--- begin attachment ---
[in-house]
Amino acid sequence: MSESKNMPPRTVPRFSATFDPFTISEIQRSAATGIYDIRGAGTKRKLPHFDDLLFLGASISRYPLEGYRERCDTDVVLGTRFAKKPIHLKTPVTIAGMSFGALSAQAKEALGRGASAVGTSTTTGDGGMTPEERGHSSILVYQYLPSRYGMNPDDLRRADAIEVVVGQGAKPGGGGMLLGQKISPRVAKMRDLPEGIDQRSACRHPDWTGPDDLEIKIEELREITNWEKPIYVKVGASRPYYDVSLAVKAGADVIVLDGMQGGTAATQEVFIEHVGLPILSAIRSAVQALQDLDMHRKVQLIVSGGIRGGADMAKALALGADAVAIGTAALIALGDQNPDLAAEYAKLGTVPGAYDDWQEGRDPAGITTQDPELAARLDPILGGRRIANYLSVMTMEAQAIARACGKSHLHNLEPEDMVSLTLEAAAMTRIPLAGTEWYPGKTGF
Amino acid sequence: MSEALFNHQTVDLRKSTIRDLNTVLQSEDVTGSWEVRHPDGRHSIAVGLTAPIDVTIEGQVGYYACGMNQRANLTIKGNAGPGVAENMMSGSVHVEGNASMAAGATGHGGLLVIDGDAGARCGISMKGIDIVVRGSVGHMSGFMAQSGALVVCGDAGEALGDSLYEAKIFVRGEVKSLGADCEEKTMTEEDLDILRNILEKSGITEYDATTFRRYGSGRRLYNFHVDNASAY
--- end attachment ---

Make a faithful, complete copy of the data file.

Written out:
[in-house]
Amino acid sequence: MSESKNMPPRTVPRFSATFDPFTISEIQRSAATGIYDIRGAGTKRKLPHFDDLLFLGASISRYPLEGYRERCDTDVVLGTRFAKKPIHLKTPVTIAGMSFGALSAQAKEALGRGASAVGTSTTTGDGGMTPEERGHSSILVYQYLPSRYGMNPDDLRRADAIEVVVGQGAKPGGGGMLLGQKISPRVAKMRDLPEGIDQRSACRHPDWTGPDDLEIKIEELREITNWEKPIYVKVGASRPYYDVSLAVKAGADVIVLDGMQGGTAATQEVFIEHVGLPILSAIRSAVQALQDLDMHRKVQLIVSGGIRGGADMAKALALGADAVAIGTAALIALGDQNPDLAAEYAKLGTVPGAYDDWQEGRDPAGITTQDPELAARLDPILGGRRIANYLSVMTMEAQAIARACGKSHLHNLEPEDMVSLTLEAAAMTRIPLAGTEWYPGKTGF
Amino acid sequence: MSEALFNHQTVDLRKSTIRDLNTVLQSEDVTGSWEVRHPDGRHSIAVGLTAPIDVTIEGQVGYYACGMNQRANLTIKGNAGPGVAENMMSGSVHVEGNASMAAGATGHGGLLVIDGDAGARCGISMKGIDIVVRGSVGHMSGFMAQSGALVVCGDAGEALGDSLYEAKIFVRGEVKSLGADCEEKTMTEEDLDILRNILEKSGITEYDATTFRRYGSGRRLYNFHVDNASAY